The ABCs of College Visits – Part One

Published by Wendy Nelson on

This is the first in a 3-part series about college visits.  Today, I am posting A through H in The ABCs of College Visits.

A –         Accept that your child may not have the same impression of a school that you do.  He or she may love what you hate or hate what you love.

B –           Be prepared to have everything start blending together after you visit a few colleges.  Whether you schedule a public visit day or a private visit, you will hit pretty much the same things – tour, highlights of what the school offers, financial aid discussion.  Focus on the distinguishing factors.  Look for the things that one school has that another doesn’t.

C –          Counselor meetings are a good idea, especially if your child is a senior.  Your goal is to get some information more personalized to your child.  A good counselor should ask about your child’s test scores, grades, type of classes, activities, etc. in order to get a feel for your child’s fit at the school and what he/she should be eligible for as far as scholarships, athletics, special programs and more.

D –           Don’t schedule back-to-back visits unless you have to.  As I said above, things start to blend together anyway after a few college visits. (Which school had the fitness center with the indoor track?)  If you keep the visits farther apart, you are more likely to keep the campuses straight in your memory.  That seems obvious, but I didn’t realize the difference it made until we hit 3 schools in 2 days last summer (that was rough, I don’t recommend it!).

E –           Early Start – Get an early start on visiting schools. We started with our first visit the summer before my daughter’s junior year of high school.  After that, we tried to schedule for school days off and free Saturdays, which there weren’t a lot of, during her junior year.  That took care of four more schools.  Then we hit 4 more in the summer before her senior year.  There are still 3 schools that she is applying to that we haven’t visited.  Two are farther away.  At this point, the visits won’t happen unless she is admitted and receives scholarship offers that are competitive with the other schools.  Time flies the last two years of high school and most kids are involved in so many activities that take up their free time.  I can’t stress enough that the earlier you start looking the better you will feel about the college choice process, especially if some of the schools you are looking at are farther away.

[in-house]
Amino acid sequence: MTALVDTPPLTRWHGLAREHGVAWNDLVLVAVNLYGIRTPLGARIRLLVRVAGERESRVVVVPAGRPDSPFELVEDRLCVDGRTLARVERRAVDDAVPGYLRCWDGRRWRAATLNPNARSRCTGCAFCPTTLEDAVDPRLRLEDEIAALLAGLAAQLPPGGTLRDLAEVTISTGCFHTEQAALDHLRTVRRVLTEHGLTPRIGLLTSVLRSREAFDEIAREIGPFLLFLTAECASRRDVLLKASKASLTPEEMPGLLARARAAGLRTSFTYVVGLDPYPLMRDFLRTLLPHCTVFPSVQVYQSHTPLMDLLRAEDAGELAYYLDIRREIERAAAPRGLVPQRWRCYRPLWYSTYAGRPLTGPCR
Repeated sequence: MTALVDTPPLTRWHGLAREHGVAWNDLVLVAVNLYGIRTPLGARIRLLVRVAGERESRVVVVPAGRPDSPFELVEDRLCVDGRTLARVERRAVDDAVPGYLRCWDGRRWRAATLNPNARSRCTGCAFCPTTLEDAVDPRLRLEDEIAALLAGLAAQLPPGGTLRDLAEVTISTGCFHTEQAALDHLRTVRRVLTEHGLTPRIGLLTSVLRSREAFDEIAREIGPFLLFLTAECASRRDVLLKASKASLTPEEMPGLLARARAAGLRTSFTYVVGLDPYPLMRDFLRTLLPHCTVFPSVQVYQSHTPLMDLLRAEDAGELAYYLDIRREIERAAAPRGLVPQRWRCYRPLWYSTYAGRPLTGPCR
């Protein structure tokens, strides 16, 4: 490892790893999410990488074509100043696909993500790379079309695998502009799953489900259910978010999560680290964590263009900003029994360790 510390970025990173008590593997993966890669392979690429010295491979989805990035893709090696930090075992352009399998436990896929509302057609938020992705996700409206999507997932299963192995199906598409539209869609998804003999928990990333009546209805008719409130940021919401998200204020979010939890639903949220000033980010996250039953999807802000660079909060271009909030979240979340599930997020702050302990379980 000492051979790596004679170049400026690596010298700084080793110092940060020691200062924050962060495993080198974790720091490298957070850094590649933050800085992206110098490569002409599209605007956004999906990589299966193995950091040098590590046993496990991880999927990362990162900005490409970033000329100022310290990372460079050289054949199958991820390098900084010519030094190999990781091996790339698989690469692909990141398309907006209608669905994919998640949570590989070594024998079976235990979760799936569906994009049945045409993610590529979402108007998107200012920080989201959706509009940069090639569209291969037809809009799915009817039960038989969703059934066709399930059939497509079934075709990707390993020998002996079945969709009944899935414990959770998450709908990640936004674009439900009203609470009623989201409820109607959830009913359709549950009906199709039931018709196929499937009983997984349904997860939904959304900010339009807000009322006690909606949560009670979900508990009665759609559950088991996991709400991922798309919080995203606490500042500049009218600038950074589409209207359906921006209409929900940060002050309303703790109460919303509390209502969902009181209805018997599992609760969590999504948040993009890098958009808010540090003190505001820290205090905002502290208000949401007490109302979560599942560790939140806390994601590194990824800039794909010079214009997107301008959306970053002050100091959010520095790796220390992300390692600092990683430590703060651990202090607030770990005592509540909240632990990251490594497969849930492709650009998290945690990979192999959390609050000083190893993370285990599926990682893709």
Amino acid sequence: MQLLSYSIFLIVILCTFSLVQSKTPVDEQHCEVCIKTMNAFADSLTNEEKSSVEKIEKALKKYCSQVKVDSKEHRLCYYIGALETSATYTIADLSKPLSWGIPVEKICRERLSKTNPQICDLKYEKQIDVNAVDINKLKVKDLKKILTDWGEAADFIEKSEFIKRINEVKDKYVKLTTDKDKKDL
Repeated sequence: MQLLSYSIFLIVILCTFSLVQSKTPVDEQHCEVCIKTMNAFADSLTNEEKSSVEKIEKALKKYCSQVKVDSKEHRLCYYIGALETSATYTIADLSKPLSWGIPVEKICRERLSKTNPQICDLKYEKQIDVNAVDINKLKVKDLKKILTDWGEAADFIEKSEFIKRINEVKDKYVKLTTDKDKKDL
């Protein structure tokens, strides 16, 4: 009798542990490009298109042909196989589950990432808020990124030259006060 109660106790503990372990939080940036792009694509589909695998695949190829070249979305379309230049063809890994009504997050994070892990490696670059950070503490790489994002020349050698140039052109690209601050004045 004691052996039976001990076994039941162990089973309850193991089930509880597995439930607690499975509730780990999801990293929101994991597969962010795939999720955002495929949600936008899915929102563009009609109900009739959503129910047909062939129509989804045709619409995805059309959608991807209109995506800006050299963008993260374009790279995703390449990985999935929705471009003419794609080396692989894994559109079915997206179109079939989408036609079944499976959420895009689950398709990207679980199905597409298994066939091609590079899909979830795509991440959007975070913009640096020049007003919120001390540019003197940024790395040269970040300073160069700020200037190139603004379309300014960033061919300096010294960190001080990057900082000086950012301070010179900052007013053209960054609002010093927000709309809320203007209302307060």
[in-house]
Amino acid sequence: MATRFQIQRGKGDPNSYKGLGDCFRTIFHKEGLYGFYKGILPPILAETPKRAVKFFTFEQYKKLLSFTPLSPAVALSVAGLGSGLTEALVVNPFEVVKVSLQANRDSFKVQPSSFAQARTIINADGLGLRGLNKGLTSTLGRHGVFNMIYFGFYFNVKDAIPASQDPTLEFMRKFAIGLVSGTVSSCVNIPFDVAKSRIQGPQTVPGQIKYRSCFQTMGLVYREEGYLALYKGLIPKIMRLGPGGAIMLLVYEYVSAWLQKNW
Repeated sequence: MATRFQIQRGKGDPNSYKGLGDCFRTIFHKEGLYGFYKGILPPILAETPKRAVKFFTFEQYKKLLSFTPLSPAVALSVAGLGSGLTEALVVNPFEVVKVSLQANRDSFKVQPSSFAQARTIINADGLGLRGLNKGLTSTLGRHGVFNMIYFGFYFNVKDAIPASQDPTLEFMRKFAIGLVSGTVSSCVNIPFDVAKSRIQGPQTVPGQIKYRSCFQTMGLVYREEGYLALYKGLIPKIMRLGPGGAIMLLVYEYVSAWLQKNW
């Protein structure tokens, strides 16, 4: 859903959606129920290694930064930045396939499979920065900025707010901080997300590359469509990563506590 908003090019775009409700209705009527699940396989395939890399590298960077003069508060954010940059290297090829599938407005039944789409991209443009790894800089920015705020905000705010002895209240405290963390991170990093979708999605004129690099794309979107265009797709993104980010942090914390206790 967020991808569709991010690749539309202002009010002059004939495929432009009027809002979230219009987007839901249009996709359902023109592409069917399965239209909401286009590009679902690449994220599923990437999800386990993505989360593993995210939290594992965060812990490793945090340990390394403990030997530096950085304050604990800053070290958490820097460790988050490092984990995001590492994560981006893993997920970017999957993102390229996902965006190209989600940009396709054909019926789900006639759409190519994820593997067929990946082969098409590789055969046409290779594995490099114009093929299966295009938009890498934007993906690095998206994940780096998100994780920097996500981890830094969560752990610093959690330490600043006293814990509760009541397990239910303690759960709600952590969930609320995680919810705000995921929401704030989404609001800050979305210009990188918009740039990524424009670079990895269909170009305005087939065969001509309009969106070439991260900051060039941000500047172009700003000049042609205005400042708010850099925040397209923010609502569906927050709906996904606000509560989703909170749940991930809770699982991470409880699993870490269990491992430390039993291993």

F –           Find the best time to discuss impressions and likes/dislikes with your child after the visit.  On the way home in the car may not be the best time, especially if your child has just sat through a full day of college information.  Let your child bring it up on the way home if he/she wants to.  Otherwise, wait until after your child has a chance to decompress.  Once you have discussed the visit, be sure to document your likes and dislikes and overall impressions on the college search spreadsheet and color-code the school according to the key.

G –          Go back to the schools you like more than once.  Looking for a college can be similar to looking for a house.  The first time you visit a house, you focus on a few things that stand out, both positive and negative.  You may love the house the first time, but when you go back again, you notice new things and you may leave with an entirely different feeling than you did the first time.  With a college, your first visit gives the overall impression for your child – “Yes, I like it here and I could see myself going here”, “It’s ok, I might want to go here,” or “No, I definitely don’t see myself here.”  It is the initial weeding out process.  Anything that is a yes or a maybe needs a more in-depth look.

H –          Have a plan for how many schools you can visit during the year.   There are pros and cons to summer vs. school year visits.  During the summer, you are more likely to get a small group or individual tour and information session.  This can be nice for asking questions and talking about specific topics.  What you miss is seeing the student population on campus.  During the school year, you get to see how the students utilize the campus, there are usually larger group presentations and tours, and you usually get to have lunch in the cafeteria.  My recommendation is to start off taking advantage of visit days during the year.  Do 3 – 5 of these.  At that point, your child will probably say something like, “I can’t listen to any more of those presentations.  They all sound the same!”  That’s when you may want to switch over to individual visits.  You should have a better idea of what type of questions you want to ask and what you are looking for.  You can focus in on those things and avoid all the extra “fluff” in the presentations.

Look for I through P in The ABCs of College Visits in my next post.